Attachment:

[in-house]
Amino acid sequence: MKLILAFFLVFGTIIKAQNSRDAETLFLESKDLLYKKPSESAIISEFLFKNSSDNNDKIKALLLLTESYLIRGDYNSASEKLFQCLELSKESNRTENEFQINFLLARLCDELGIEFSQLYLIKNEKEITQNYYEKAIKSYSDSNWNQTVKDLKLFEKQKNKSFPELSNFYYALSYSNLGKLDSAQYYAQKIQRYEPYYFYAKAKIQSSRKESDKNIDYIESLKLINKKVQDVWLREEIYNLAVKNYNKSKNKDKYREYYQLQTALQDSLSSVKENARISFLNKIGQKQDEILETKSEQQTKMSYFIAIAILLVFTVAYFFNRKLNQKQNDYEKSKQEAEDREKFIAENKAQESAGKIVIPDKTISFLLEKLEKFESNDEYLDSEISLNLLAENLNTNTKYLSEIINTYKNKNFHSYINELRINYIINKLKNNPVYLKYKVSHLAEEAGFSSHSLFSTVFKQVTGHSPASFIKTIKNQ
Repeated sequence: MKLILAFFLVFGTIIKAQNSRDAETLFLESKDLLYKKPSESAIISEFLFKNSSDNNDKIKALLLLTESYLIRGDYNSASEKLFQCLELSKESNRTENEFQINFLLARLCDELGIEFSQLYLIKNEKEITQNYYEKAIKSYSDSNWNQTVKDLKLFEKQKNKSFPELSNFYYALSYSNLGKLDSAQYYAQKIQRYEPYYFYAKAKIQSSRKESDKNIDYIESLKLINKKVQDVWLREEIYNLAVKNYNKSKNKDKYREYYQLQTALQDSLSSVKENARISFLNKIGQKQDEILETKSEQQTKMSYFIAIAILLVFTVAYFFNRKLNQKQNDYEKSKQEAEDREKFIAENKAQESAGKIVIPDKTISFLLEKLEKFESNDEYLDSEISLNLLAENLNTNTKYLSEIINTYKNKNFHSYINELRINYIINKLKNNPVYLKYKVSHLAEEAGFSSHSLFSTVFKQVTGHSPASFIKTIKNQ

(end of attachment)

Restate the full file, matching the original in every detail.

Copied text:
[in-house]
Amino acid sequence: MKLILAFFLVFGTIIKAQNSRDAETLFLESKDLLYKKPSESAIISEFLFKNSSDNNDKIKALLLLTESYLIRGDYNSASEKLFQCLELSKESNRTENEFQINFLLARLCDELGIEFSQLYLIKNEKEITQNYYEKAIKSYSDSNWNQTVKDLKLFEKQKNKSFPELSNFYYALSYSNLGKLDSAQYYAQKIQRYEPYYFYAKAKIQSSRKESDKNIDYIESLKLINKKVQDVWLREEIYNLAVKNYNKSKNKDKYREYYQLQTALQDSLSSVKENARISFLNKIGQKQDEILETKSEQQTKMSYFIAIAILLVFTVAYFFNRKLNQKQNDYEKSKQEAEDREKFIAENKAQESAGKIVIPDKTISFLLEKLEKFESNDEYLDSEISLNLLAENLNTNTKYLSEIINTYKNKNFHSYINELRINYIINKLKNNPVYLKYKVSHLAEEAGFSSHSLFSTVFKQVTGHSPASFIKTIKNQ
Repeated sequence: MKLILAFFLVFGTIIKAQNSRDAETLFLESKDLLYKKPSESAIISEFLFKNSSDNNDKIKALLLLTESYLIRGDYNSASEKLFQCLELSKESNRTENEFQINFLLARLCDELGIEFSQLYLIKNEKEITQNYYEKAIKSYSDSNWNQTVKDLKLFEKQKNKSFPELSNFYYALSYSNLGKLDSAQYYAQKIQRYEPYYFYAKAKIQSSRKESDKNIDYIESLKLINKKVQDVWLREEIYNLAVKNYNKSKNKDKYREYYQLQTALQDSLSSVKENARISFLNKIGQKQDEILETKSEQQTKMSYFIAIAILLVFTVAYFFNRKLNQKQNDYEKSKQEAEDREKFIAENKAQESAGKIVIPDKTISFLLEKLEKFESNDEYLDSEISLNLLAENLNTNTKYLSEIINTYKNKNFHSYINELRINYIINKLKNNPVYLKYKVSHLAEEAGFSSHSLFSTVFKQVTGHSPASFIKTIKNQ